Friday, November 26, 2010

Tempering Shea Butter

When I made recipes with Shea Butter, particularly lotion sticks, I found that the Shea Butter would often make the recipe gritty. Then I learned from Melanie Wessner that one should temper it before using it. I really never thought of doing that. According to Melanie, shea butter should be melted and heated to about 175 degrees and kept for 20 minutes.

While searching online, I found how to temper your shea butter from a forum on BeeSource. According to Luscious Honey, who posted this response says that this is how to temper your shea butter.

"Heat butter to 170-185F and HOLD that temp. for 10 minutes. Steady heat obliterates the fat crystals and won't hurt the beneficial qualities of the butter. To prevent the crystals from reforming, stick the butter in the fridge until solid. If you find that crystals have reformed, you can try it again, paying close attention to time and temps."

Lucious Honey suggests adjusting your butter-to-oil ratio also helps. The weather, evidently plays a part too as really hot weather tends to melt untempered butter causing the grit -- so this may be something you need to do only in summer, if you're winters are cold."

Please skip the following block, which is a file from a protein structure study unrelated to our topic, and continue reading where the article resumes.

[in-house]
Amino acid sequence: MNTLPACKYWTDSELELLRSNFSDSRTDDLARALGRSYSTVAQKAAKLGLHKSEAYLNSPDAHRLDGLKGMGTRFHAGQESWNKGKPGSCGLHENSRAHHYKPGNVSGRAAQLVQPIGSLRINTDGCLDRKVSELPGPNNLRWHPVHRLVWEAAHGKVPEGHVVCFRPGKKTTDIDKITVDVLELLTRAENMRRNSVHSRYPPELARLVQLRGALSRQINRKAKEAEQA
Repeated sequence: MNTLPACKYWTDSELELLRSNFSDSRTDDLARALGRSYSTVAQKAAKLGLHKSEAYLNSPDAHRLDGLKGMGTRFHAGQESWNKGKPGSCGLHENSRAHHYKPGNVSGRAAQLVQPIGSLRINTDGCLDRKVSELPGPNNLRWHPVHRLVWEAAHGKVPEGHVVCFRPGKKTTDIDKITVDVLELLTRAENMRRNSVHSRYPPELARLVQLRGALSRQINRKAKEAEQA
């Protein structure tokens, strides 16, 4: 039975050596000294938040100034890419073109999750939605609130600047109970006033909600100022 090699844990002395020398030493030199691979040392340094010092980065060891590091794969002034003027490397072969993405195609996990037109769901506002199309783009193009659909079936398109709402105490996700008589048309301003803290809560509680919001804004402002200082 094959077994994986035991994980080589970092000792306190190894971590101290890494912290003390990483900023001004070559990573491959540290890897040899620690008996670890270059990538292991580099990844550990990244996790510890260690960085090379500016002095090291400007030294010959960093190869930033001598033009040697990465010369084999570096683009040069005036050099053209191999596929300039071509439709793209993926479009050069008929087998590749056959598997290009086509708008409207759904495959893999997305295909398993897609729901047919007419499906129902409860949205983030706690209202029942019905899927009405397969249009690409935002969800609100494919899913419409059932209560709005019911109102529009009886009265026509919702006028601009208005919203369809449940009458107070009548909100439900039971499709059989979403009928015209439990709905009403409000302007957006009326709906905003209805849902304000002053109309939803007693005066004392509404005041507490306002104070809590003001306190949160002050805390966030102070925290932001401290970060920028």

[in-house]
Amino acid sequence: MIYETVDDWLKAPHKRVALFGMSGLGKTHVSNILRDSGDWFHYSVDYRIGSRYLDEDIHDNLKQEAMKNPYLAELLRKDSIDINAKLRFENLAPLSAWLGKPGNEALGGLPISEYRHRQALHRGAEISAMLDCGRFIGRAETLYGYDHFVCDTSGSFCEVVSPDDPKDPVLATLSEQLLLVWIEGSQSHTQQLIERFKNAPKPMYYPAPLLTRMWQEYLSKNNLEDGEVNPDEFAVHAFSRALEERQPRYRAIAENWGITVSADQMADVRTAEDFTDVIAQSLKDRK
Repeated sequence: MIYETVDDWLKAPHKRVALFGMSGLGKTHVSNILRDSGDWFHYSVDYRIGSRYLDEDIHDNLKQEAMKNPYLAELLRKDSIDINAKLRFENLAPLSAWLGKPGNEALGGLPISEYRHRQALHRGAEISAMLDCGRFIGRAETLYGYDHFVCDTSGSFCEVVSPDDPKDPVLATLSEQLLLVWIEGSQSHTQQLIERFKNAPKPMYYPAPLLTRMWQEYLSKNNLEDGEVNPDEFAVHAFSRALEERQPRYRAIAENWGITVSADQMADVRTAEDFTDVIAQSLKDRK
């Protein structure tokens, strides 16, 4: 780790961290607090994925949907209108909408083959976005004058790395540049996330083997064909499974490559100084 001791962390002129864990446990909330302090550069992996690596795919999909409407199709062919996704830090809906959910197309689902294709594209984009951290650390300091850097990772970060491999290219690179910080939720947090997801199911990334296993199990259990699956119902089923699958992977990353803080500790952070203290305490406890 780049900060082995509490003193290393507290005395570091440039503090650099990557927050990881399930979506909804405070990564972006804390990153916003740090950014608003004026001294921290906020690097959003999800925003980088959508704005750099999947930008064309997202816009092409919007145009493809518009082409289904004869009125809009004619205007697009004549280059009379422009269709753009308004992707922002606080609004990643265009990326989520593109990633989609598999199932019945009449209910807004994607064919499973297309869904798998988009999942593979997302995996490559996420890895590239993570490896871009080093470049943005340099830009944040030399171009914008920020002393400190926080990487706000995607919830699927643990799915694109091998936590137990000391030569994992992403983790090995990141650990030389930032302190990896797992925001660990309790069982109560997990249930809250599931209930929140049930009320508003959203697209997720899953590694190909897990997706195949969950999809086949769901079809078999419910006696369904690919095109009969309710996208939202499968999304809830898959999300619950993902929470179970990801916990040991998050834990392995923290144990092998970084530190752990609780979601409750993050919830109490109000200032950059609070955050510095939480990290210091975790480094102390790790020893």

I am not sure which method is better. I will have to try both to see which works better. Has anyone else tried to temper their shea butter before. If you have, could you please share your experience? It would be greatly appreciated.

6 comments:

Celine Blacow said...

I heat and hold for 20 minutes and then put in the fridge ASAP afterwards. It's the heating, holding and rapid cooling that helps prevent the crystals forming. The only time I've had any gritty bits was when I took my body butter to Turkey when it hit 50 degrees C ... but it wasn't bad at all then, total useable.

Soap Crafter said...

Thanks Celine for the tip. I will have to give that a try.

Julie said...

Great tip can't wait to try it!

http://theurbanhomestaed.blogspot.com

Soap Crafter said...

Julie, let us know how it turns out!

madpiano said...

I found the rapid cooling more important than the heat-holding. As long as it is melted until clear, I found it to be fine, but it really needs to go in the fridge or freezer straight afterwards. I sometimes get grit in my lip balms and lotion bars if they keep melting and cooling in the summer, but it is bearable.

Soap Crafter said...

Thanks Madpiano for your tip. I will have to keep it in mind.